This past summer, while in New York, I saw two amazing and very diverse drawing exhibitions at the Metropolitan Museum of Art. The shows were “Ellsworth Kelly Plant Drawings, 1948-2010” and  “Durer and Beyond, Central European Drawings, 1400-1700”.  Both exhibitions highlighted an abundance of drawings created using line.

                                                Sunflower, 1957 watercolor

Ellsworth Kelly is an American artist born in 1923 and best known for his minimalist works.  Kelly embraced the Color Field School in the 1960s and became known for his vibrant, clean minimalist paintings and sculptures. Regarding his interest in simple, minimal shapes and contours Kelly stated “ I’m not interested in the texture of a rock, but it’s shadow.”

Ellsworth Kelly's "Plant Drawings" exhibition

                                                       Hyacinth, 1949, ink

The exhibition at the Met focused on Kelly’s plant drawings, created over a sixty year period. These simple elegant drawings, made with graphite or ink on paper or with watercolor, are stunning for their simple use of line and shape.  Kelly is a master of composition, integrating negative and positive shape and keen observation skills.  Indeed, his drawings read as portraits of an individual plant.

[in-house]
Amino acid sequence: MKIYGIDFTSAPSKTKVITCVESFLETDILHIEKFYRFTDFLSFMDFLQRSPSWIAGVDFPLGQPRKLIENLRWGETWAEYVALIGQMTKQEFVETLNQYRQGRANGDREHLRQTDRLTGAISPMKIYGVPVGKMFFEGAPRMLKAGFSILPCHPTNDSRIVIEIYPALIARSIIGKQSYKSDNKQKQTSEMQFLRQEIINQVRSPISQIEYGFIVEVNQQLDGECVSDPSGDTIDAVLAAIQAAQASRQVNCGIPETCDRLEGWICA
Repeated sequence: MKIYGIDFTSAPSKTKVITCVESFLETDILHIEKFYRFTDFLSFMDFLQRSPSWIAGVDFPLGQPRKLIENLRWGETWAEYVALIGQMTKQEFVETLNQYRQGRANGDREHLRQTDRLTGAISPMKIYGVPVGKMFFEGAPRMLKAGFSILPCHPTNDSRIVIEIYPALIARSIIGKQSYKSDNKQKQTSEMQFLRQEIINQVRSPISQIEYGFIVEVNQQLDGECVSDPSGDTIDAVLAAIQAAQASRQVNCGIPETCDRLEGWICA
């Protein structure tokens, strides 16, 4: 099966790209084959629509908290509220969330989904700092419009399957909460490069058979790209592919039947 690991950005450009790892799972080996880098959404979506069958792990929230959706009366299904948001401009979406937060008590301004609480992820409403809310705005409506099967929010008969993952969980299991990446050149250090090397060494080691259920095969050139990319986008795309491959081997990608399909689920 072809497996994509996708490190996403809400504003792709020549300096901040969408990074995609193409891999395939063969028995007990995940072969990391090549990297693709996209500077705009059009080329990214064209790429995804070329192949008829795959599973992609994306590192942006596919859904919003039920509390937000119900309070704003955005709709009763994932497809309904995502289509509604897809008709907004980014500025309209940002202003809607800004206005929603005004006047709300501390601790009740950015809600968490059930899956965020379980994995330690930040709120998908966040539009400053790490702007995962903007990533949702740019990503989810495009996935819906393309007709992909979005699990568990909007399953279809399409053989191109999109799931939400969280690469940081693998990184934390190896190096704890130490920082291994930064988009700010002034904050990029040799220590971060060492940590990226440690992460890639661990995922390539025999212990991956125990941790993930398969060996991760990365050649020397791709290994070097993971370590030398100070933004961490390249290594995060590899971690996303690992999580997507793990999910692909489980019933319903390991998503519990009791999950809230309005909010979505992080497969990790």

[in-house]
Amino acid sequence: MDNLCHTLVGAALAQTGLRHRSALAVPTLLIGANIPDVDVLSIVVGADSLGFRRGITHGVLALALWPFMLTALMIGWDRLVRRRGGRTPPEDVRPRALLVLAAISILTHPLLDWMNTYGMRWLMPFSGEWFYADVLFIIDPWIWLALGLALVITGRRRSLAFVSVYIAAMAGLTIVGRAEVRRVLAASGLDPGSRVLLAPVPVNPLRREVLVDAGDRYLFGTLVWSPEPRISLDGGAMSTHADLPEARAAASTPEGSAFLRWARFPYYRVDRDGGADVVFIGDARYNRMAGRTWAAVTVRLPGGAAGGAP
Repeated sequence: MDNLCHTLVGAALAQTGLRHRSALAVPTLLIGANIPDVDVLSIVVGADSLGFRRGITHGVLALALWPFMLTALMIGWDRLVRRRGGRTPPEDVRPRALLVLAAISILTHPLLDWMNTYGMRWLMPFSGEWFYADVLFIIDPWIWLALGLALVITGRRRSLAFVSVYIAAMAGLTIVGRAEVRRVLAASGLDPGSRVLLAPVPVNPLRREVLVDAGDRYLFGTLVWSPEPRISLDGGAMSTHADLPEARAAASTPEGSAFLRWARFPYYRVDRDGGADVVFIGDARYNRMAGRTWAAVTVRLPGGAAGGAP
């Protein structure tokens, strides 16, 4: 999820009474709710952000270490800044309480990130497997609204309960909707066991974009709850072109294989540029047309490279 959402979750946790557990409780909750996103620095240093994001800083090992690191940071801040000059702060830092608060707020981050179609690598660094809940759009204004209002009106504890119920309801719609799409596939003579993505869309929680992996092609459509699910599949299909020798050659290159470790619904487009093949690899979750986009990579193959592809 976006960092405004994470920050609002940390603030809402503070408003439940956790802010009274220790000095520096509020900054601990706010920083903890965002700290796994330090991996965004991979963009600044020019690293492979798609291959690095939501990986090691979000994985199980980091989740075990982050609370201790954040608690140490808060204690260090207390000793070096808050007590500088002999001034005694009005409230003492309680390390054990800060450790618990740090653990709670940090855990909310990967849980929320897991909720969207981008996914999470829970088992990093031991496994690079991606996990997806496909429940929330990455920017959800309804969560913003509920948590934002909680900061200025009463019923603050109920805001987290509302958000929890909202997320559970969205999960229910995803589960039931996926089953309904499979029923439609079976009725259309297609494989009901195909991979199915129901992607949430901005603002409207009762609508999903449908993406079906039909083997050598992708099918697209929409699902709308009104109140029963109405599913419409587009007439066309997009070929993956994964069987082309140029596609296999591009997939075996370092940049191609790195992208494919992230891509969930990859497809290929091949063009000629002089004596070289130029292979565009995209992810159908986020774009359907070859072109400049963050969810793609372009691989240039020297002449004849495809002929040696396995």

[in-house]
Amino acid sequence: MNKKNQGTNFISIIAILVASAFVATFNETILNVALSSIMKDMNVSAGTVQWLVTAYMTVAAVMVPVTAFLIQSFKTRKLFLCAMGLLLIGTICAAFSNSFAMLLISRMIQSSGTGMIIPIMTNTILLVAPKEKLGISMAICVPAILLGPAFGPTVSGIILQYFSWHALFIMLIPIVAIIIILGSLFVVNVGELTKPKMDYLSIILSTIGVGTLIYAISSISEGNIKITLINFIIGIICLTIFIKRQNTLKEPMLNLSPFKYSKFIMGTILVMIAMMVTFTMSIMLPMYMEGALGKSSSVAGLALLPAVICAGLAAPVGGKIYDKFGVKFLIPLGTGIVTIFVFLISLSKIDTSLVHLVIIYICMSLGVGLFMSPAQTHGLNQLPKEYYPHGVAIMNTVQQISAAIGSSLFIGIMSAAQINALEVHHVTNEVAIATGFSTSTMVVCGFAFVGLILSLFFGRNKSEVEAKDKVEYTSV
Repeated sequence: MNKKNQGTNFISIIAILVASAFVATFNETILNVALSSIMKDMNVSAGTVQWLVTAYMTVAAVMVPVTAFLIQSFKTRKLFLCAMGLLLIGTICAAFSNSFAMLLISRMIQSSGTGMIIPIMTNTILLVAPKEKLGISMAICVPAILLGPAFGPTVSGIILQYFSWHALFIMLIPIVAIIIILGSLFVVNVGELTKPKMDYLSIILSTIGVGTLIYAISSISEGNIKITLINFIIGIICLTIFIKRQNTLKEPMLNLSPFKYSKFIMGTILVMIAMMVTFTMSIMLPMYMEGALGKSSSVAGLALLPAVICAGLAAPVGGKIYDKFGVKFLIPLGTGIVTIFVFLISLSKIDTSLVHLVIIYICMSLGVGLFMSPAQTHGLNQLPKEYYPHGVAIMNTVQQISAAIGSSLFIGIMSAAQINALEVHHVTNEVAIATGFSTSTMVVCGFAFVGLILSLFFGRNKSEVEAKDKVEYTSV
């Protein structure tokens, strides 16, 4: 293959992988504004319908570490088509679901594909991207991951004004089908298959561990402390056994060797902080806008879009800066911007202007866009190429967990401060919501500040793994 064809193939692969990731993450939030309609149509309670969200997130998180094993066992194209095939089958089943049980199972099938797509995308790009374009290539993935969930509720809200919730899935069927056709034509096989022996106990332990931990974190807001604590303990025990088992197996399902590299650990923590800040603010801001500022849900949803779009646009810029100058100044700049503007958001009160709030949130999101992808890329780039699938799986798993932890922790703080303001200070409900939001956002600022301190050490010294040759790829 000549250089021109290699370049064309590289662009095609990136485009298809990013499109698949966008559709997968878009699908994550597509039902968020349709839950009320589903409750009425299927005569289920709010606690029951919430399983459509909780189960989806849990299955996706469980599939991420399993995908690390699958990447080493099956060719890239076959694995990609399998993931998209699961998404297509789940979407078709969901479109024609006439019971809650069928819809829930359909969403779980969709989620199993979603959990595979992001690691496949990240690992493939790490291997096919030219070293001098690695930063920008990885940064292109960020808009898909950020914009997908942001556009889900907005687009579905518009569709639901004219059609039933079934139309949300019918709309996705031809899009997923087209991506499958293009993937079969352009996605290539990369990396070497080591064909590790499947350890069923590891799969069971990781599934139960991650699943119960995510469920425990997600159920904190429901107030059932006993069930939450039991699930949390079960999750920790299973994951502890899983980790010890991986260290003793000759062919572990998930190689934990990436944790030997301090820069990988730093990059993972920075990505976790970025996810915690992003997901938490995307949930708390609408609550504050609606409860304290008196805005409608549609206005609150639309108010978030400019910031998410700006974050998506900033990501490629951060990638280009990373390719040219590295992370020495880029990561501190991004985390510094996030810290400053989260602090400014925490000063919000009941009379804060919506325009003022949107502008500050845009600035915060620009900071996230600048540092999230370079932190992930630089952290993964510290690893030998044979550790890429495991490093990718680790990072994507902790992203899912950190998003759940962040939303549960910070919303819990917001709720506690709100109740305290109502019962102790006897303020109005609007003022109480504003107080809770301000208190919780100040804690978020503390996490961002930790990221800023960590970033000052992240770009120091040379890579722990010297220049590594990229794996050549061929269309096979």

Ellsworth Kelly's "Plant Drawings" exhibition

                                        Study for “Plant I”, 1949, ink and pencil

While most of the pieces are 18 x 20 inches, there are some monumental drawings that utilize a strong vertical composition.  The overlapping of shapes and form create a sense of motion.

Ellsworth Kelly's "Plant Drawings" exhibition

                                           Four Sunflowers, 1957, pencil

I highly recommend the exhibition catalog  “Ellsworth Kelly Plant Drawings” by Michael Semff and Marla Prather.  It is a beautiful publication and includes a comprehensive interview with Kelly conducted by Marla Prather in 2011.
I will be posting about the “Durer and Beyond” exhibition in the near future.